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date: 24 August 2019

Abstract and Keywords

This article argues that contemporary organization theory owes its existence to social and technological changes that occurred during the last half of the nineteenth century and the first half of the twentieth century. These changes created both a basis for theorizing and an audience for theories about organizations. They stimulated an explosion in the numbers of large, formalized organizations, they made organizations relevant to many more people, and they made many more people interested in and capable of understanding theoretical propositions. This article follows a loosely chronological itinerary. It begins by taking note that theoretical writing about management began more than 4,000 years ago, and that some organizations had the essential properties of bureaucracy more than 3,000 years ago. It also reviews the developments that made organization theory possible and interesting.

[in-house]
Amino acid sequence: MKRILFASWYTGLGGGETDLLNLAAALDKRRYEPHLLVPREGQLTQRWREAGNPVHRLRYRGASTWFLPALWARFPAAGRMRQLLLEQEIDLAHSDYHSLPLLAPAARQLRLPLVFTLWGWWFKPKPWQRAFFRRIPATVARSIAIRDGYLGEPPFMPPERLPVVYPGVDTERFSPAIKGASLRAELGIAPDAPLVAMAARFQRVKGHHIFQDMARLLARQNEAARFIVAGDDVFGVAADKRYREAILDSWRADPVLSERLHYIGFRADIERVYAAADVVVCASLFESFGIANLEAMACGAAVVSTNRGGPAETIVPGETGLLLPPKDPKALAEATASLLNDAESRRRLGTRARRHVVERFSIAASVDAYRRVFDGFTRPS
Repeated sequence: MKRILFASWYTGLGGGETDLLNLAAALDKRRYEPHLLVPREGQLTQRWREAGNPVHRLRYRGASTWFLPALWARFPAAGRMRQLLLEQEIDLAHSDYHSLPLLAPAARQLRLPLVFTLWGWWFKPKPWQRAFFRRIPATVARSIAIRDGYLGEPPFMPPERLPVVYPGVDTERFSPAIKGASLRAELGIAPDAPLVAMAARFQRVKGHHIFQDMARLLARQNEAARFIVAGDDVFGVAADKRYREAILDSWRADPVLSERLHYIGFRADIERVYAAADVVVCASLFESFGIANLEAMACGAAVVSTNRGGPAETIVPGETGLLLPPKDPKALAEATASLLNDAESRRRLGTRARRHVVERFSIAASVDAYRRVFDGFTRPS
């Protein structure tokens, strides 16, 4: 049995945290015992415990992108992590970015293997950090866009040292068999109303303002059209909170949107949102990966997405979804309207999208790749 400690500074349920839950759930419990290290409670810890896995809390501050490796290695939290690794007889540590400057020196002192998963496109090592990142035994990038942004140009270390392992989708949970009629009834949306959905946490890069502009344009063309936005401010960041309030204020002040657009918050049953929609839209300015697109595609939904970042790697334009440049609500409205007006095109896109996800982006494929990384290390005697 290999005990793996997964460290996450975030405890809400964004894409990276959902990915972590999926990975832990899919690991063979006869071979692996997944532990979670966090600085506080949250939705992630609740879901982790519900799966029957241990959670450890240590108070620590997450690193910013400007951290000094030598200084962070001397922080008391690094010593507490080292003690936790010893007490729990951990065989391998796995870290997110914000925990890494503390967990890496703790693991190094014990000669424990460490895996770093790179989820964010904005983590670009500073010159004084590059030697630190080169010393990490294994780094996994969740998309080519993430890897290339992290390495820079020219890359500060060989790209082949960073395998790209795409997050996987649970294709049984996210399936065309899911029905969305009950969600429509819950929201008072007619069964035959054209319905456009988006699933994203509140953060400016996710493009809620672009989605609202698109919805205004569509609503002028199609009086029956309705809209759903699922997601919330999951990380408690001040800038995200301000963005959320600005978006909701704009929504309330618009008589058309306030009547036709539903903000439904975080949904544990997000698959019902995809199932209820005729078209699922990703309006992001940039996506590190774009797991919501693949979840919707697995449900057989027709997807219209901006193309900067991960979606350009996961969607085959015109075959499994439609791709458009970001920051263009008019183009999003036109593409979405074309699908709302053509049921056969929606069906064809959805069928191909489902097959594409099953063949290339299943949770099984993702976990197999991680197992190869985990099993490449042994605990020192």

Keywords: organization theory, technological changes, formalized organizations, management, bureaucracy

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